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SignalFire invests from seed to Series C out of a $500 million fund
Venture capital used to be a cottage industry, with very few investing in tomorrow's products and services. Oh, how times have changed!
While there are more startups than ever, there's also more money chasing them. In this series, we look at the new (or relatively new) VCs in the early stages: seed and Series A.
But just who are these funds and venture capitalists that run them? What kinds of investments do they like making, and how do they see themselves in the VC landscape?
We're highlighting key members of the community to find out.
Yujin Chung is Managing Director and Head of Platform at SignalFire, where focuses on accelerating the growth of the portfolio by directing SignalFire’s network of advisors in sales, marketing, growth, and business development, and by providing direct access to senior executives at Fortune 500 corporations.
Chung manages the Network team which operates programs at a run rate of over 150 events per year to drive expertise sharing, customer introductions, and community building between the SignalFire portfolio and the SignalFire Network of experts, corporates, advisors, and thought leaders.
He joined SignalFire from Andreessen Horowitz, where he was the first Partner in the Market Development Group. He advised portfolio companies on go-to-market and business development strategy and helped build the Executive Briefing Center, where he developed relationships with C-level executives of Fortune 500 & Global 2000. Under Chung, the Executive Briefing Center proved to be a key differentiator of the Andreessen Horowitz Platform strategy, scaling to the point of hosting several thousand meetings per year where executives shared perspectives on emerging trends and met portfolio companies for commercial partnership and strategic investment. He also owned strategic relationships with key distribution platforms including Apple, Google, Facebook, and Twitter.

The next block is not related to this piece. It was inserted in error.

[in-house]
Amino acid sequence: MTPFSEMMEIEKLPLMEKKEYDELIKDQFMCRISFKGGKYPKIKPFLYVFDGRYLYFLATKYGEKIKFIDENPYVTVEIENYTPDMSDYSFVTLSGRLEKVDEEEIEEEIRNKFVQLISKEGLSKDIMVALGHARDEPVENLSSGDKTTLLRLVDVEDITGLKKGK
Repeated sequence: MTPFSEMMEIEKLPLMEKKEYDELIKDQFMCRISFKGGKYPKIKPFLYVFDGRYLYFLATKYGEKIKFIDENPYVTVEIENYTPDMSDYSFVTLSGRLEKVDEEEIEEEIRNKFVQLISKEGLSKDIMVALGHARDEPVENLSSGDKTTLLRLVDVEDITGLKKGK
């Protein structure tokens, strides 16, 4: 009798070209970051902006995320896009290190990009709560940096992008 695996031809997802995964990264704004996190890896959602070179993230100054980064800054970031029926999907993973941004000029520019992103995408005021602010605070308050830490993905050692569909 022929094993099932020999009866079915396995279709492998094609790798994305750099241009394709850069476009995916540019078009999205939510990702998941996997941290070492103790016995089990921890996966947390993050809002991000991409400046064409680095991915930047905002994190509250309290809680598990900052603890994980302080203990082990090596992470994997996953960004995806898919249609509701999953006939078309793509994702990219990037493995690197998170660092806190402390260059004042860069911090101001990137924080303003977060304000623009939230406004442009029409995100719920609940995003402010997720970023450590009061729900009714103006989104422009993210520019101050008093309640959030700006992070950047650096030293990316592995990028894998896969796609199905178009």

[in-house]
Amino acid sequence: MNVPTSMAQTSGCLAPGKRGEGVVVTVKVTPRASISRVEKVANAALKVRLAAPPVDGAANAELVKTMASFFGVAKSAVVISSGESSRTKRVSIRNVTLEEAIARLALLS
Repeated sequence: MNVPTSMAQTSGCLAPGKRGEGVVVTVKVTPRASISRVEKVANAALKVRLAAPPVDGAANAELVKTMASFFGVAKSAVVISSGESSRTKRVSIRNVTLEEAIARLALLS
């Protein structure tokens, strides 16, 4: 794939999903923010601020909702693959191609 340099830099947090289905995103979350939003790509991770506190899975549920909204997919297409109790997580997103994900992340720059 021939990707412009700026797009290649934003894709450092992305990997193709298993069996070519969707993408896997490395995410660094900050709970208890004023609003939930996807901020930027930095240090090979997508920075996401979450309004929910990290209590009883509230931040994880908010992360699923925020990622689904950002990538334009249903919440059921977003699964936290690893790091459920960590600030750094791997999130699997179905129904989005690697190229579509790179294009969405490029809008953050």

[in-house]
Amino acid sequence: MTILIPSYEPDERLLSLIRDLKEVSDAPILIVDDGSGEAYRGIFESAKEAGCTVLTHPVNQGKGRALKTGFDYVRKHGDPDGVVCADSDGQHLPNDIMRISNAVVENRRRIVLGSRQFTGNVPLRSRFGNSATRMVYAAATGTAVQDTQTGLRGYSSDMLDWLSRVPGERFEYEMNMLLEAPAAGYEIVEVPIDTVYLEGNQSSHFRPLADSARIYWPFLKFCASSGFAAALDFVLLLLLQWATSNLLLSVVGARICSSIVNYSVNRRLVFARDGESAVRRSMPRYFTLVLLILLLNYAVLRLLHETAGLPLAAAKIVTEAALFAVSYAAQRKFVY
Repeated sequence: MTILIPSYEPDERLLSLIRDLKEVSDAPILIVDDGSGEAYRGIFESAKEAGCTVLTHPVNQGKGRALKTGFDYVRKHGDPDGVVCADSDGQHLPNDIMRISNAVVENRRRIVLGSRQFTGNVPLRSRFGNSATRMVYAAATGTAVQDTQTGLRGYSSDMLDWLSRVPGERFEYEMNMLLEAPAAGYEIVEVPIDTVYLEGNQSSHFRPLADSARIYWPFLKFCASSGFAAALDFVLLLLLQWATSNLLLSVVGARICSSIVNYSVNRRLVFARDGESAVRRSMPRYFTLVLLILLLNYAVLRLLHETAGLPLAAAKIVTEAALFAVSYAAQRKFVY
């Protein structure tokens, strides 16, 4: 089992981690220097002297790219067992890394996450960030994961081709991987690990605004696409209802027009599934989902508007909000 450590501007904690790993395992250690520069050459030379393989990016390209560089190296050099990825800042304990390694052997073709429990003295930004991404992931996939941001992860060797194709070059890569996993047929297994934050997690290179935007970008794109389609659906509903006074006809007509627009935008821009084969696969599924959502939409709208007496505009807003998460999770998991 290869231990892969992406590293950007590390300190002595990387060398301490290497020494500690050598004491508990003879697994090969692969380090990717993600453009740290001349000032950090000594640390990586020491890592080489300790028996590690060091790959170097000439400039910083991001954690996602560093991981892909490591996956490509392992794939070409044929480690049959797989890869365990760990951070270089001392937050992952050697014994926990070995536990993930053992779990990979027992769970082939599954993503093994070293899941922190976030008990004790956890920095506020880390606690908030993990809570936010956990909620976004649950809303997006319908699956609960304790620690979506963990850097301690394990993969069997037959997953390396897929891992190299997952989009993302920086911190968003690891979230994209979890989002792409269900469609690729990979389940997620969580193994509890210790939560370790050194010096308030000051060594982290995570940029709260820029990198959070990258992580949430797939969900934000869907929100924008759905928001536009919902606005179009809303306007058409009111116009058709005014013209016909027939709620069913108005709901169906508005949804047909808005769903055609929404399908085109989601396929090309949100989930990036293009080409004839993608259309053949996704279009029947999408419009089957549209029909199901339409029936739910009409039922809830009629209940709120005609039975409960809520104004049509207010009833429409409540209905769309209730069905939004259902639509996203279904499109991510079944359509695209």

Prior to Andreessen Horowitz, Chung was Associate Director of Digital Strategy and Business Development at Warner Music, where he led a CEO-priority negotiation on a major technology platform partnership, advised on digital partnerships spanning iTunes, YouTube, and emerging streaming startups, and recommended three strategic investments for review and execution.
Chung received an MBA from the Wharton School at The University of Pennsylvania, and graduated from Cornell University with a B.S. and a MEng in Electrical and Computer Engineering.
VatorNews: What is your investment philosophy or methodology?
Yujin Chung: There are probably two things that really differentiates us; one is that we have a very strong data and technology angle. For an industry that invests in data science and healthcare and all these emerging sectors that are cutting edge, venture capital itself is quite backwards. I'm coming from Andreessen Horowitz, I've got partners from General Catalyst, Kleiner Perkins, Bessemer, all these traditional firms, and we can tell you stories, and I’m sure it's still like this today, where it's like, “Oh, my kid told me about this app. We should go take a look at it,” or, “Oh, this angel is really good, let's just follow him blindly, no matter what.” You're sitting there like, “Really? This is how we’re going to invest?” We demand from our portfolio companies dashboards and analytics and, “Where's this machine learning project?” and then how we work is from the ‘70s, almost, where you only need a telephone and a laptop. So, we have a full engineering data science team, we have a CTO, which is unique in its own right, we've built our own proprietary software platform that helps us identify diligence and, most importantly, add value to our portfolio investments. Obviously, a lot of this is proprietary, but the net of it is that there's a lot of information out there around companies showing traction, or inferring traction, growth, revenue levels, and also on the talent level, trying to understand the quality of engineers. Are they open to leaving? Are they starting something new? When you marry that all together, you can actually develop a more data driven approach to understanding what's happening there.